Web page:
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J Gerontol A Biol Sci Med Sci. 2005 Oct;60(10):1278-82.

Insulin resistance and muscle strength in older persons.

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  • 1Department of Geriatric Medicine and Metabolic Diseases II, University of Naples, Italy.

Abstract

BACKGROUND:

The functional consequences of an age-related insulin resistance (IR) state on muscle functioning are unknown. Because insulin is needed for adequate muscle function, an age-related insulin-resistant state may also be a determining factor. We evaluated the relationship between IR and handgrip muscle strength in men and women from a large population-based study (n = 968).

METHODS:

The degree of IR was evaluated by the homeostasis model assessment (HOMA) and muscle strength was assessed using handgrip.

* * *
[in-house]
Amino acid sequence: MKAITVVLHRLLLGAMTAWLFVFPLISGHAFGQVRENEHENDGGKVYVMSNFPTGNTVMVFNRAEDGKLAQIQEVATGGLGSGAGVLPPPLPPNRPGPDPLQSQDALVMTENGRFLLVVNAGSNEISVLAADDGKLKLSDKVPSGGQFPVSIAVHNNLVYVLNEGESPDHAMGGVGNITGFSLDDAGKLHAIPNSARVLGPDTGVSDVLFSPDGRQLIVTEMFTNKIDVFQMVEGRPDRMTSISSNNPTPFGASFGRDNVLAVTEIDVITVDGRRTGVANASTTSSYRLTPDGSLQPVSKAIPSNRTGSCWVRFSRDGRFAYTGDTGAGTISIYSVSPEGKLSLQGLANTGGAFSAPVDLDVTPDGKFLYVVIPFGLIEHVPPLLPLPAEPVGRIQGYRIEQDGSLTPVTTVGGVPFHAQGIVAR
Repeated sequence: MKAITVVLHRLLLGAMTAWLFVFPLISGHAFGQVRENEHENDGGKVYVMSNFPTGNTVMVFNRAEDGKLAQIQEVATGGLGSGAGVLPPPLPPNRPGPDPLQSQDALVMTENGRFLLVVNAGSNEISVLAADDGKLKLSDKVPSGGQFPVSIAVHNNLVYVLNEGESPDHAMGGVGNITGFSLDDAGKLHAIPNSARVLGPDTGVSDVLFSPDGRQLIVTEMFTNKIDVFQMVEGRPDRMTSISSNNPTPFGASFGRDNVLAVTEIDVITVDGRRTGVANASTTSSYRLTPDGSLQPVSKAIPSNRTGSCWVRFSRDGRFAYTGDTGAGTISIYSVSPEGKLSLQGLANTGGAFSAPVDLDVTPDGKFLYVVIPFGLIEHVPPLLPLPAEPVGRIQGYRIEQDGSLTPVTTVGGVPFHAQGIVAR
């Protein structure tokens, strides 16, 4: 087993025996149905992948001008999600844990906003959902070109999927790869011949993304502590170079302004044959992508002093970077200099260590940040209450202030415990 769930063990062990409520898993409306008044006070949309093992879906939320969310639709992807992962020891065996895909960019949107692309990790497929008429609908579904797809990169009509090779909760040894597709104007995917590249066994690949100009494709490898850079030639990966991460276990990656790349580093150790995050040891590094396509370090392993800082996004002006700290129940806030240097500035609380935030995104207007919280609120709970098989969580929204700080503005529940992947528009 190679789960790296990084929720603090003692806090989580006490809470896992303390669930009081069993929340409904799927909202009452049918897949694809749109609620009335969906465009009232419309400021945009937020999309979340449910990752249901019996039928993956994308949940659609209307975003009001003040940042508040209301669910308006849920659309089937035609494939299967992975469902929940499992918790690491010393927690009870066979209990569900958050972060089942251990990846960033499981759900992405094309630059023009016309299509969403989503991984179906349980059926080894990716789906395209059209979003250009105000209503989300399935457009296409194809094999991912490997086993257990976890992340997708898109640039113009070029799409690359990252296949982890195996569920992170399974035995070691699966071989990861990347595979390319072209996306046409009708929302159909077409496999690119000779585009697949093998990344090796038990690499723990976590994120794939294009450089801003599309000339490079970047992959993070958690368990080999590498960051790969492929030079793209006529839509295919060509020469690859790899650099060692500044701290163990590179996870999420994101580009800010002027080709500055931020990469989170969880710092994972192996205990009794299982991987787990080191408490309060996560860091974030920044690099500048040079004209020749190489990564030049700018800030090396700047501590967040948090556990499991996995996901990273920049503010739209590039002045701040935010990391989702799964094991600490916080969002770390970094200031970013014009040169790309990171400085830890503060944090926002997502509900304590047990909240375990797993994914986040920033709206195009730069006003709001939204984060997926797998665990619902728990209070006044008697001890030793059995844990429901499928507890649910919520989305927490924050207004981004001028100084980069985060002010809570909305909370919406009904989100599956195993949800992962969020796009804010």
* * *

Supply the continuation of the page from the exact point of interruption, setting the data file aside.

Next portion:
RESULTS:

Simple sex-stratified correlations demonstrated that, in men, body mass index-adjusted handgrip strength correlated positively with physical activity (r = 0.321; p < .001), muscle area (r = 0.420; p < .001), muscle density (r = 0.263; p = .001), plasma albumin (r = 0.156; p = .001), insulin-like growth factor-1 (r = 0.258; p < .001), calcium (r = 0.140; p = .006), and testosterone (r = 0.325; p < .001) concentrations, whereas a negative association was found for age (r = -0.659; p < .001) and myoglobin plasma levels (r = -0.164; p =.001). In women, body mass index-adjusted handgrip strength correlated positively with physical activity (r = 0.280; p < .001), muscle area (r = 0.306; p < .001), muscle density (r = 0.341; p = .001), plasma albumin (r = 0.140; p =.001), and insulin-like growth factor-1 (r = 0.300; p < .001), whereas a negative association was found for age (r = -0.563; p < .001), myoglobin levels (r = -0.164; p = .001), and IR (r = -0.130; p = .04).

CONCLUSIONS:

Sex-stratified analyses adjusted for multiple confounders showed that the relationship between IR and handgrip strength was found significant in women, whereas it was negligible and not significant in men.

PMID:
16282559
[PubMed - indexed for MEDLINE]
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